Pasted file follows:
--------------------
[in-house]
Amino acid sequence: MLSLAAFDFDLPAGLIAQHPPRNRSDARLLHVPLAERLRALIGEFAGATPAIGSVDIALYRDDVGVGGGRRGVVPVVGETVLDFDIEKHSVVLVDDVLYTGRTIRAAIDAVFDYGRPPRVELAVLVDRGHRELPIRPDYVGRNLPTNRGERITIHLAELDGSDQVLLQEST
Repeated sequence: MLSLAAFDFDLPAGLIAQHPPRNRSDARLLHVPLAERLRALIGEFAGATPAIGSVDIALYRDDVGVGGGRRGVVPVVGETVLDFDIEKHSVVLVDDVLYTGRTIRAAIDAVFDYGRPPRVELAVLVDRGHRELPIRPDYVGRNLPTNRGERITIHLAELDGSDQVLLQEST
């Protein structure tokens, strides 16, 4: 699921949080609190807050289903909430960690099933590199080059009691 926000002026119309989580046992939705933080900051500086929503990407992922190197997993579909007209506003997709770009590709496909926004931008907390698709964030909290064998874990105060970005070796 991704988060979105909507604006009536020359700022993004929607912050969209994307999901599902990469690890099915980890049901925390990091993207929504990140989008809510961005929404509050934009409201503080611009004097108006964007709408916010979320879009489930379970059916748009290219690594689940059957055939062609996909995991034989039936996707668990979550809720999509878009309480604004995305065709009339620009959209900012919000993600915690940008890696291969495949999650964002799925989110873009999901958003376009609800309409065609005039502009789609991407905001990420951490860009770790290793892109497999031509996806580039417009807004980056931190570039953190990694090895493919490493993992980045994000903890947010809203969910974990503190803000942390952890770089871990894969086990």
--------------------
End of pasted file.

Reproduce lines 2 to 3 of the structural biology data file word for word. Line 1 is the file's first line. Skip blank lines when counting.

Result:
Amino acid sequence: MLSLAAFDFDLPAGLIAQHPPRNRSDARLLHVPLAERLRALIGEFAGATPAIGSVDIALYRDDVGVGGGRRGVVPVVGETVLDFDIEKHSVVLVDDVLYTGRTIRAAIDAVFDYGRPPRVELAVLVDRGHRELPIRPDYVGRNLPTNRGERITIHLAELDGSDQVLLQEST
Repeated sequence: MLSLAAFDFDLPAGLIAQHPPRNRSDARLLHVPLAERLRALIGEFAGATPAIGSVDIALYRDDVGVGGGRRGVVPVVGETVLDFDIEKHSVVLVDDVLYTGRTIRAAIDAVFDYGRPPRVELAVLVDRGHRELPIRPDYVGRNLPTNRGERITIHLAELDGSDQVLLQEST